January 19, 2010

Sun Bay Fireworks
8" x 8" oil on paper
$275 (was $425)
$ 137.50 goes to Partners in Health
Raising Relief $ by Lowering Painting Prices

My announcement that I am devoting 50% of my painting sales did not result in a flurry of phone calls from interested parties. I understand. These are tough economic times and a painting is often considered a luxury item. Better, perhaps, send whatever money you have to directly benefit Haitian relief groups. Still, wouldn’t it be great to support both the relief work and the Arts? Both are long term efforts.

My history with Haitian people goes back a long way. When I lived in Nassau, Bahamas for two years in the mid-80s, I shared the finished portion of a cottage on a large estate with Marcel, the Haitian gardener. His part of the cottage had no indoor plumbing; he cooked on a small grill with charcoal he made from palm fronds. He sent most of his salary, $80/month, home to his family. Ever since, I’ve had a tender spot in my heart for the people of this beleaguered island.

More recently, standing in line to vote in the presidential election in 2008, I met Lounna, treasurer of Sonje Ayiti, an organization that builds schools and provides micro-loans for small businesses in Haiti. I showed her my website and we wondered then how my paintings of Vieques could help her Caribbean neighbor.

I received a note from Lounna today:

Good morning Ellie,

We all are mourning for our brothers and sisters. Our president was in Port-au--Prince but she made it safe. Now we can assist them..

For the hurricane relief effort, although we are not equiped with airplanes, jets to fly relief goods, but we can still provide immediate relief. We have 3 drivers who are committed to work to take us around and several items can be purchased in the Dominican Republic, packaged, and hand delivered to the people at different camps. we have a team of more than 30 volunteers awaited to be dispatched.

You can donate on our website

Let me know how you can assist.


I have decided I want to increase the cash I am able to generate for Haiti by making my work more affordable to more people. The pricing of art work is such a complicated issue I won’t go into it right now. Suffice to say, I do not lower my prices every day. But the recession has many people who could otherwise afford to pay a decent price for art balking at the notion. And I want to raise money for Haiti at the same time that I cover my expenses.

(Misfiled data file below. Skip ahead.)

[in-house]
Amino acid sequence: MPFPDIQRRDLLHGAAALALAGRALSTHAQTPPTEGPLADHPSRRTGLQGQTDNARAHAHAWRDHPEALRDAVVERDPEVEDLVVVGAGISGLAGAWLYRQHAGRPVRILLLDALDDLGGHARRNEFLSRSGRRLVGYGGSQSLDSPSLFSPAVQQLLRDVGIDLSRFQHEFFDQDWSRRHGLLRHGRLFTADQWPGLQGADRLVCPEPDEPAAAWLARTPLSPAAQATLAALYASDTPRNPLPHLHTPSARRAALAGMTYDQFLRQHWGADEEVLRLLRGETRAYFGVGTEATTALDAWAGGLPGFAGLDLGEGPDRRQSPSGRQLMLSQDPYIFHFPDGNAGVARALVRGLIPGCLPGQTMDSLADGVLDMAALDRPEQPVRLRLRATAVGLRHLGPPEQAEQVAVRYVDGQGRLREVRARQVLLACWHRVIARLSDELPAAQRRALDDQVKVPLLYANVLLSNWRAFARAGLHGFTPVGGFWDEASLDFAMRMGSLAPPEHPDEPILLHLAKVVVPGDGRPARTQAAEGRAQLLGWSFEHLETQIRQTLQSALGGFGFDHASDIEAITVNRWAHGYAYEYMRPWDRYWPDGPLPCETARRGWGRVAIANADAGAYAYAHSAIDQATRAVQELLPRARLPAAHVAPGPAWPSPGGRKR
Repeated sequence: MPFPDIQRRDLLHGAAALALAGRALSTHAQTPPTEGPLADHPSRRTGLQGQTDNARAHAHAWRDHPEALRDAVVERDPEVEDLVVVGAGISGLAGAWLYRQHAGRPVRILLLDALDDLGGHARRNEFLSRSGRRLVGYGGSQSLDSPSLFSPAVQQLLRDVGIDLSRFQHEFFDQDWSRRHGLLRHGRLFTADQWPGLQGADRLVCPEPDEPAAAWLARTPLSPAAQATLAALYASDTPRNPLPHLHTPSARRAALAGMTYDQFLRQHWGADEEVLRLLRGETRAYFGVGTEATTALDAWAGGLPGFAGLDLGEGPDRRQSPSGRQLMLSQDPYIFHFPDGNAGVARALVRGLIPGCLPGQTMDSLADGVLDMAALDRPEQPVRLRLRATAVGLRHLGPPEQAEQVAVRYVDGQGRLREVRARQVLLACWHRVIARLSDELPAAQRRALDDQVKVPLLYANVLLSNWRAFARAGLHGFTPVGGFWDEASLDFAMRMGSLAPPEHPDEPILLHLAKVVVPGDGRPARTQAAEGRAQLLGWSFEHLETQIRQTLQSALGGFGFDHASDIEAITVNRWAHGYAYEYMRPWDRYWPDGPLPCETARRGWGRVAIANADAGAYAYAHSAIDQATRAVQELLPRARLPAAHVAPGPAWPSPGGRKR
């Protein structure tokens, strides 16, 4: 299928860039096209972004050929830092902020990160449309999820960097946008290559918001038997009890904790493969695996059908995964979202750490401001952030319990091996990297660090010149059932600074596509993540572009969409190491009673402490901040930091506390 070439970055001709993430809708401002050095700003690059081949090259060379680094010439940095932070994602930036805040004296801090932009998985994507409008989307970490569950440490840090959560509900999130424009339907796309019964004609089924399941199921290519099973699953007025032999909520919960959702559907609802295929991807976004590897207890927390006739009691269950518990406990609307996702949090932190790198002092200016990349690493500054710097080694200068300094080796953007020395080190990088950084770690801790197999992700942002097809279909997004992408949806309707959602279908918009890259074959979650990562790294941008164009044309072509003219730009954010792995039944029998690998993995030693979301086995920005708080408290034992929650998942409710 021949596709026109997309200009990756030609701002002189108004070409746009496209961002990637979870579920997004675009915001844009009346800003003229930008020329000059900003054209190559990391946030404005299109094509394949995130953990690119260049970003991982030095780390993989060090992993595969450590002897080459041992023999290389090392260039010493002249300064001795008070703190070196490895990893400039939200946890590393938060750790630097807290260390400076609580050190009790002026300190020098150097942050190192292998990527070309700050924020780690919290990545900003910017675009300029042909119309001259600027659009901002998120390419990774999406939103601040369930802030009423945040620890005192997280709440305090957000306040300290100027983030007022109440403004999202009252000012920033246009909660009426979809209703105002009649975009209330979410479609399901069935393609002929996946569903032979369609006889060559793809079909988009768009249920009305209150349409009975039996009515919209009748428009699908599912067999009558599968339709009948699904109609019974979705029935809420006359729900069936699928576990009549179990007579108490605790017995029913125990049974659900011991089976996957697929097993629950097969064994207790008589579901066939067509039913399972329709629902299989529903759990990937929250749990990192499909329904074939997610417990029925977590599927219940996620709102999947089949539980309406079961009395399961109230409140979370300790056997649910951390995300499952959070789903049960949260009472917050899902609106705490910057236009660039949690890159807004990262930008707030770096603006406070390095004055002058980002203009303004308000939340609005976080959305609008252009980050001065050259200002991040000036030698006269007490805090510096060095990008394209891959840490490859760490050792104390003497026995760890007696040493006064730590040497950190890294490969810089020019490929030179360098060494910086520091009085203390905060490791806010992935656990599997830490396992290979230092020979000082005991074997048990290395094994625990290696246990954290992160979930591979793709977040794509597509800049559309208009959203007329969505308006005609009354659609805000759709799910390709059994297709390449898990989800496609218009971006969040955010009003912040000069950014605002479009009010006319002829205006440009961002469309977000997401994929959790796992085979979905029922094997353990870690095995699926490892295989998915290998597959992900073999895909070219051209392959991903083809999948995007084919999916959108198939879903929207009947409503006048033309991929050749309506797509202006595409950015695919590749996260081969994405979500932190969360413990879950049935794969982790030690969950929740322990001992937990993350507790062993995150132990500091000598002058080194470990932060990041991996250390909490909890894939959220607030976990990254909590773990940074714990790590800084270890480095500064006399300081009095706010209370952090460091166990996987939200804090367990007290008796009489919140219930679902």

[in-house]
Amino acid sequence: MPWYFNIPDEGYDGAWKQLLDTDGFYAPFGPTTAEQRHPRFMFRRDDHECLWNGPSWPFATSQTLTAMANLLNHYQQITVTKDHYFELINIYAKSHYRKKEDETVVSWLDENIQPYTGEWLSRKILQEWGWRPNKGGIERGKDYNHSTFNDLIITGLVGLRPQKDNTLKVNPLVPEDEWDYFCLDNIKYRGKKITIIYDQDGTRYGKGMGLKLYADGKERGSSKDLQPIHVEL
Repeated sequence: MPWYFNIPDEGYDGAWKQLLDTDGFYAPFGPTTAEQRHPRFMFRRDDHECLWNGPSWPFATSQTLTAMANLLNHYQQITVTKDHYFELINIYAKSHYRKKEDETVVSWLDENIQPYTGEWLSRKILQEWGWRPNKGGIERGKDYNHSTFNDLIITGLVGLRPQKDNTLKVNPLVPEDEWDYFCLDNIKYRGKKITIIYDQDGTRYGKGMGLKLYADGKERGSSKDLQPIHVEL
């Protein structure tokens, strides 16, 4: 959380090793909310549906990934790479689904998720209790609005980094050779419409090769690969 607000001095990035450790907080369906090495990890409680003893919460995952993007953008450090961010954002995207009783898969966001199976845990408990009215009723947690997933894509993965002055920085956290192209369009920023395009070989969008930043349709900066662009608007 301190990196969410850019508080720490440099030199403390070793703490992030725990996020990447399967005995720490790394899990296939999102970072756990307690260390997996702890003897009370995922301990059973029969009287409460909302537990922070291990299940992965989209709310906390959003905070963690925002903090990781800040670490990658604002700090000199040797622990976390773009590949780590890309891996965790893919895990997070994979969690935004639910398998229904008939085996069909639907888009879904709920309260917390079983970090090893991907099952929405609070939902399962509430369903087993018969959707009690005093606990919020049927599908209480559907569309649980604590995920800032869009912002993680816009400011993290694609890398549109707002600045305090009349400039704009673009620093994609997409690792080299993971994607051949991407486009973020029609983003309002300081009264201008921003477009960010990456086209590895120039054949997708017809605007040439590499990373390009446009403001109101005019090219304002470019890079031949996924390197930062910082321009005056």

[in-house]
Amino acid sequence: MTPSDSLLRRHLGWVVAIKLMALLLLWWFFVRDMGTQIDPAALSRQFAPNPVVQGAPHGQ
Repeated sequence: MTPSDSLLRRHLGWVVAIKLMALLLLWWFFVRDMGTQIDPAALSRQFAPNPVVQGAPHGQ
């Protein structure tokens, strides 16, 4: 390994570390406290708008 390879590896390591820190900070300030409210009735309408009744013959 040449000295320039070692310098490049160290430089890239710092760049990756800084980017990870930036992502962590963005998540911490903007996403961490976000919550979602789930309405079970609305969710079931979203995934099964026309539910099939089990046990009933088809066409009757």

So I’ve lowered my prices significantly on my Caribbean paintings, by 30-50% for at least through February 14. (You can see the new price list at
www.EllieHarold.com/prices.htm.) Half of all sale proceeds will go to Partners in Health for their medical relief effort in Haiti.

On other fronts, I just learned I will have a large show in 2011 at the Forte Conde de Mirasol in Isabel II, Vieques. I hope by then that Haiti is well on its way to recovery. But, then, like developing one’s art, one would be wise to stay focused on the longterm project.

January 15, 2010

"Vieques Hilltop"
9" x 12" oil on canvas
(If you buy this painting before February 14, 2010,
$312.50 will be donated to Partners in Health.)

Painting with Purpose – Haitian Relief

I’m sitting here in my minimal studio in Vieques, Puerto Rico. It's about 80 degrees. A gentle rain falls, tapping out a rhythm on the banana leaves. The damp weather typical of the June-November hurricane season seems to have extended for a couple of more months. The mosquitoes have been terrible. They are my biggest concern, if you don’t count which new restaurant to try later in the day and will it clear up sufficiently to paint outdoors.

The infrastructure where I live and paint 4 or 5 months of the year is fragile. A heavy rainstorm or an angry municipal worker has been known the disrupt the water supply for days or even weeks. Think flushing the toilet with bottled water from the colmada. At $5 per flush, everything (and everyone) gets pretty stinky in short order. When this happens we consider it a disaster.

A few hundred miles to the west, on another Caribbean island, I imagine the weather is not much different from here. Perhaps the roosters are crowing just as they are here. But the rest is so unimaginable, it seems too hard to even try. Living so close, however, it’s not quite so difficult. It could’ve been my beloved little island that cracked open. It could’ve been me or my family crushed beneath a concrete roof.

I get to do what I love most of the time. I’m grateful for that. I don’t get paid for much of what I do, however, so the cash flow is not always what I’d like it to be. Nonetheless I am committed to my employment as an artist for the Universe and keep on painting. I’ve been struggling with what I can do to help my neighbors in Haiti. I checked to see if I could offer services as a former nurse and discovered that without disaster experience I’d be more trouble than help. I’ve gathered up a few clothes and shoes to donate. I’m sending a check to match what I spent on dinner last evening. But what else?

It's occurred to me to put my paintings to work. I've decided I will donate 50% of all my painting sales (less framing, or shipping and handling charges) from now until Valentine’s Day. I’ve chosen Partners in Health, a medical aid organization that already has a structure in place in Haiti, as the destination for this gift. They have a good reputation for low administrative overhead, so the money goes to work with a high degree of effectiveness.

If you’d like to support the relief effort in this way, please visit my website http://www.ellieharold.com/ and make your choice. I can accept most major credit cards. I will provide you with a copy of the check I send to Partners in Health with proceeds from your purchase.